Do individuals have a right for their medical records to remain private after death, or can public interest prevail?
By Jack El-Hai
Originally published September 1, 2014
Here is an excerpt:
Putting aside my thoughts on whether Göring deserved any common courtesies and consideration, I explained to the questioner that I’m not a medical provider, and I do not have to follow the ethics of another profession that places a premium on the privacy of patients, living or dead. I have never sworn by the Hippocratic Oath in all my years as a writer. Furthermore, the Health Insurance Portability and Accountability Act (HIPAA) of 1996, a federal US law that regulates the disposition of medical records and protects the privacy of patients, applies to hospitals, medical providers and insurers – but not to writers. Even if it did apply to writers, HIPAA’s privacy protections last for only 50 years past a patient’s death, making the records of Göring and most of his fellow Nazi defendants clearly free from any restrictions on their use.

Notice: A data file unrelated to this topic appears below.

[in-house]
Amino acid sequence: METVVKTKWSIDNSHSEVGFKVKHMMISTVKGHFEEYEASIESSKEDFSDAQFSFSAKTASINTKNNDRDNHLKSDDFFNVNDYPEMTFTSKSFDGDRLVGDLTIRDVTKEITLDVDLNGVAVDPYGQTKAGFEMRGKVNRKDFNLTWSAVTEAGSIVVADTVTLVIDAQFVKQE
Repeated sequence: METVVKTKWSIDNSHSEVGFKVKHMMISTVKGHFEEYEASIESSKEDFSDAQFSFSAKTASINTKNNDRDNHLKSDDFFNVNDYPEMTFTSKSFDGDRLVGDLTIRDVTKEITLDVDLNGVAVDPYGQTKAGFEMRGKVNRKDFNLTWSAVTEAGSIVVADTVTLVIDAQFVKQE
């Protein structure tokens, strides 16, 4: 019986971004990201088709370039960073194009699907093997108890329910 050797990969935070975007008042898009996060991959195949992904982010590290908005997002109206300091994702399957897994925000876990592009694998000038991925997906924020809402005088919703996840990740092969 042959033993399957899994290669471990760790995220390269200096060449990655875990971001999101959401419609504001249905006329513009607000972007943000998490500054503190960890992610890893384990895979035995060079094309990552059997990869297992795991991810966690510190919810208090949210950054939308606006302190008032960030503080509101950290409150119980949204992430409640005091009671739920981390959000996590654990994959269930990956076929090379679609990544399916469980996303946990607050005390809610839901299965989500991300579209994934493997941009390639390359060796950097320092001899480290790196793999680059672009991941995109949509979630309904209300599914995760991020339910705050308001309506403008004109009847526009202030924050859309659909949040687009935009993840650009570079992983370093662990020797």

‘Don’t private medical records deserve more permanent protections?’ my questioner persisted.
The entire article is here.